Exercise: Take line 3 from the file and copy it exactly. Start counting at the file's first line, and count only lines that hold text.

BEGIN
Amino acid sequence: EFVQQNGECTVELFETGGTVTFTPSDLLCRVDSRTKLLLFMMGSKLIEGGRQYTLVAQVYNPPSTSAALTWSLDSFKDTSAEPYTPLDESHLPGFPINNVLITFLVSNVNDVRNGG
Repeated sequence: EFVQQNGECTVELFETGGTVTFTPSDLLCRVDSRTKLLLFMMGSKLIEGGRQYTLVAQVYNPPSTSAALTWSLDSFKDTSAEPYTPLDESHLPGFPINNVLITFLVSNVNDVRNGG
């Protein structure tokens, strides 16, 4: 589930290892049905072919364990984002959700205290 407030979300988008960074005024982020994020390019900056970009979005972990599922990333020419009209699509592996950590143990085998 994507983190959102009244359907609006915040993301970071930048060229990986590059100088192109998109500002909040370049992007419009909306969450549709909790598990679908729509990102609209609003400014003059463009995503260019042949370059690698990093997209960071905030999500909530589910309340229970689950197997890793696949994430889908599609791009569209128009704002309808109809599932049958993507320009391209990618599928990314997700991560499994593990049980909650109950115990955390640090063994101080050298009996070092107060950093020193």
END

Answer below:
């Protein structure tokens, strides 16, 4: 589930290892049905072919364990984002959700205290 407030979300988008960074005024982020994020390019900056970009979005972990599922990333020419009209699509592996950590143990085998 994507983190959102009244359907609006915040993301970071930048060229990986590059100088192109998109500002909040370049992007419009909306969450549709909790598990679908729509990102609209609003400014003059463009995503260019042949370059690698990093997209960071905030999500909530589910309340229970689950197997890793696949994430889908599609791009569209128009704002309808109809599932049958993507320009391209990618599928990314997700991560499994593990049980909650109950115990955390640090063994101080050298009996070092107060950093020193």